- TIE: Thomas Rawls (RB) – Rawls deserves to be on this list, but I like Prosise more in the long-term. That makes me question what Rawls’ true role will be next season. He’s a solid blue collar version of Marshawn Lynch as a bruising rusher. Rawls was not healthy for much of the 2016 season and it definitely showed. He’s an excellent buy low considering that and the questions surrounding his workload for next season.
Jimmy Graham (TE) – Graham’s first season with the Seahawks couldn’t have gone much worse. From the unpredictable usage to the torn patellar tendon, Graham’s Fantasy value was in a freefall. He proved the doubters wrong rather quickly this past season, with back-to-back 100-yard efforts in Weeks 3 and 4. He totaled 923 yards and six TDs in a terrific bounce back effort. At 30 years old and looking like he did pre-injury, Graham has at least 2 to 4 seasons of productivity left. He’s a mid-range TE1 for 2017 and increased red zone opportunities could lead to even better production.
Tyler Lockett (WR) – Lockett is an exciting player, something we were constantly reminded of while he was a rookie. He was slowed by injury early in 2016, but turned it up in the last month. He adds a new dimension to the receiving game when he’s on the field. A broken fibula and tibia in Week 17 will have him rehabbing all offseason. His box scores should remain inconsistent week to week as a receiver who relies on big plays. He has a WR3 ceiling, but will enter 2017 as nothing more than a high upside prospect.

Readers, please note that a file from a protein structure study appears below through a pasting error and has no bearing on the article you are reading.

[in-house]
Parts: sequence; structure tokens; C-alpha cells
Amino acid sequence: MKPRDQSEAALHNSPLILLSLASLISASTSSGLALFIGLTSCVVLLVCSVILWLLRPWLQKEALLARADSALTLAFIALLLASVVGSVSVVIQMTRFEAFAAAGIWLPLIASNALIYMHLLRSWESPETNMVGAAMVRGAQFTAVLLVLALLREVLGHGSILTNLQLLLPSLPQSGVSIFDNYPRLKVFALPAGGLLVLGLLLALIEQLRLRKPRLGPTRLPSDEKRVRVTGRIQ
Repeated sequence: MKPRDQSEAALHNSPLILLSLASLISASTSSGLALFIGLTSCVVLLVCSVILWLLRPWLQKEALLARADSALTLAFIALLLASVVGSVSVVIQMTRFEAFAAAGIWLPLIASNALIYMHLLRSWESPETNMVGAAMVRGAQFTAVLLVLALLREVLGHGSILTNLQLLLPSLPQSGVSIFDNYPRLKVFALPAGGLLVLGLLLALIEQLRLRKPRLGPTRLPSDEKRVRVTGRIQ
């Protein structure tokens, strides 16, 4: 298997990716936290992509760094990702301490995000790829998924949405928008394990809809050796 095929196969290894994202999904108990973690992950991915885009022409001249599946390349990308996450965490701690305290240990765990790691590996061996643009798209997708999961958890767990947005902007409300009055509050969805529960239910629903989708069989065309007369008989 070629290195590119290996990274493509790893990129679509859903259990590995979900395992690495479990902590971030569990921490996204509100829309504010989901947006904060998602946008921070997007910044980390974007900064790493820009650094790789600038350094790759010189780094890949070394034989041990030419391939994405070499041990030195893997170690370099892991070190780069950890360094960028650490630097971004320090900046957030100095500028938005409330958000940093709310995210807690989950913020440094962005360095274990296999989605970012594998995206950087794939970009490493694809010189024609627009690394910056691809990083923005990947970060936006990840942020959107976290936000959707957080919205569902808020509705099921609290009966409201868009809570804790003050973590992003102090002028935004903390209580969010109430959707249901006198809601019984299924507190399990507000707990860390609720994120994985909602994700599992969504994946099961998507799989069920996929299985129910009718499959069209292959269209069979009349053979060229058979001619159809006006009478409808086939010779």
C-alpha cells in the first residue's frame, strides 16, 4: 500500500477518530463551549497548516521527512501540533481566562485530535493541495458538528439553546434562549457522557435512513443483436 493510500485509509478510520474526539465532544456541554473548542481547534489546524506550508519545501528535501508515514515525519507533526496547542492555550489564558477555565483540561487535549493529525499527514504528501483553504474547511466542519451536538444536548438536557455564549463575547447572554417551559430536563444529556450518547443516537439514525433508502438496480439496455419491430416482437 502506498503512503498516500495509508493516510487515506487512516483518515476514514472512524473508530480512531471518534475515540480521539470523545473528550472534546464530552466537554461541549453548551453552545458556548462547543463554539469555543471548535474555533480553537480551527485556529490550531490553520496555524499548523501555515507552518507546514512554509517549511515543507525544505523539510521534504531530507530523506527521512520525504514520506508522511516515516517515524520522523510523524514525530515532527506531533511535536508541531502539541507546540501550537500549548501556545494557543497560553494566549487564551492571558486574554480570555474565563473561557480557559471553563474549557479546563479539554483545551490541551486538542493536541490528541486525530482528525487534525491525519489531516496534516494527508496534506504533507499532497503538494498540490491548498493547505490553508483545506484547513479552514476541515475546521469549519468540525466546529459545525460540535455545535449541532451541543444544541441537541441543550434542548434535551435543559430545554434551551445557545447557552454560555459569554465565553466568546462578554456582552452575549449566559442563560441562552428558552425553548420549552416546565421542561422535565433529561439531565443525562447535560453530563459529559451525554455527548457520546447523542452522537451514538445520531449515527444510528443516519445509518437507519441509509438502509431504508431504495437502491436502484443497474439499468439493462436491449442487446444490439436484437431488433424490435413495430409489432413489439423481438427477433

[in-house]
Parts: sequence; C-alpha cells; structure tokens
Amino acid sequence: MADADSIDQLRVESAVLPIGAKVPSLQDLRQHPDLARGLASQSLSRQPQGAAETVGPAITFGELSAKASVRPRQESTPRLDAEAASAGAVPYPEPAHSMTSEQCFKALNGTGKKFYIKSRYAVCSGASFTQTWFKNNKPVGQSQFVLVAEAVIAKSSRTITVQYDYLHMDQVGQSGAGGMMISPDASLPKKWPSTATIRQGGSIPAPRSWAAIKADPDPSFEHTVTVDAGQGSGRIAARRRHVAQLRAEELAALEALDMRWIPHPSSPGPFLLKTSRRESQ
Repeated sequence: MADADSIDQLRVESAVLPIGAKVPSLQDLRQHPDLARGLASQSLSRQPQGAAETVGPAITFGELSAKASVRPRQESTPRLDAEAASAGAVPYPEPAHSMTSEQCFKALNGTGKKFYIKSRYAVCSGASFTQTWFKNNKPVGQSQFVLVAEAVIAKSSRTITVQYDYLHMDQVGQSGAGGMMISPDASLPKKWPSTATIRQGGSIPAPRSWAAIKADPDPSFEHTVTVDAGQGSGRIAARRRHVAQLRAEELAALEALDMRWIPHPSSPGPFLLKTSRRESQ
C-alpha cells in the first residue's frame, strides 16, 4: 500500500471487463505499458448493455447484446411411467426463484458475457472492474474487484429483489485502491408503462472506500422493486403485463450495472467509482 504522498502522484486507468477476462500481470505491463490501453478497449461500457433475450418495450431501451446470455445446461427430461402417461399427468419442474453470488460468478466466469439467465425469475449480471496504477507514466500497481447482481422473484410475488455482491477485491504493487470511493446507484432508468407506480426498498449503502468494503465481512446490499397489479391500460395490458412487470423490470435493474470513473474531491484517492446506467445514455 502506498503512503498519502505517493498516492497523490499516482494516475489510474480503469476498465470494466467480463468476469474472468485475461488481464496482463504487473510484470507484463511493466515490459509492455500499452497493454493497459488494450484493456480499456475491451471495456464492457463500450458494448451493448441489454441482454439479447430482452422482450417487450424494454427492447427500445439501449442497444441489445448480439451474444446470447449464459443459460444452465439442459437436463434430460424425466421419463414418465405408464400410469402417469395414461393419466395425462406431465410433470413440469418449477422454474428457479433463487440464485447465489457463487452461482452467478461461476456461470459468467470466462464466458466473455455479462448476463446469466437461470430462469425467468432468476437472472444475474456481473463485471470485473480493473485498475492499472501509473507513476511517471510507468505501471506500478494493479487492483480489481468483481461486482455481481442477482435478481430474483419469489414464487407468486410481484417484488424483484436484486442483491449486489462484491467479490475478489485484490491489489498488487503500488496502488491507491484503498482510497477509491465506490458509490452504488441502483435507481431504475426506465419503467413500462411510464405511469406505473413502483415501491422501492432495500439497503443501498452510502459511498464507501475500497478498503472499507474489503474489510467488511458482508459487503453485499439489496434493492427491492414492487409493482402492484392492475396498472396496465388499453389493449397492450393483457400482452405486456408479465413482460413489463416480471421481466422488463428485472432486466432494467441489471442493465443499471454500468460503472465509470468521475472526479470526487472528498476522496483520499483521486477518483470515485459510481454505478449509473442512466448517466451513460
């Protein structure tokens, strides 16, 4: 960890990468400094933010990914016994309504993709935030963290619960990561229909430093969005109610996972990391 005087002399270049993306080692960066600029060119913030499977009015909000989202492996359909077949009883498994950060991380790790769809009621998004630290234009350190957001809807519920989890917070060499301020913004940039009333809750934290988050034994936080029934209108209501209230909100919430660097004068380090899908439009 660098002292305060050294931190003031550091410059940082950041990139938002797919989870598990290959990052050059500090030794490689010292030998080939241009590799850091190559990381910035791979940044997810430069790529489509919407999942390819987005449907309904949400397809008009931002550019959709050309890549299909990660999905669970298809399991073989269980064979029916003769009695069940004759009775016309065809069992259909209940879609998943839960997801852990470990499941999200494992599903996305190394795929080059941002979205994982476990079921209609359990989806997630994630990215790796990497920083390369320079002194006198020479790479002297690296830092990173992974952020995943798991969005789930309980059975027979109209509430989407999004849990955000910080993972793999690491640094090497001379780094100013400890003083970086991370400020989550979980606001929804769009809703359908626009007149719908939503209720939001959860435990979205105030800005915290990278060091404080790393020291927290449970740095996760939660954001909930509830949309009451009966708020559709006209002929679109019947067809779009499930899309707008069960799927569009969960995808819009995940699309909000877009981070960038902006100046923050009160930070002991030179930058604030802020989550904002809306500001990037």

Stash Material: Jermaine Kearse is pretty much buried and could be axed. Even in a new city, he’s bench depth at best. Alex Collins is a grinder and does not possess much in the way of long-term upside. Still, if Rawls were to go down, he should be ready to step into a between-the-tackles role in 2017. Paul Richardson showed well in the playoffs with Lockett out and remains an intriguing stash player.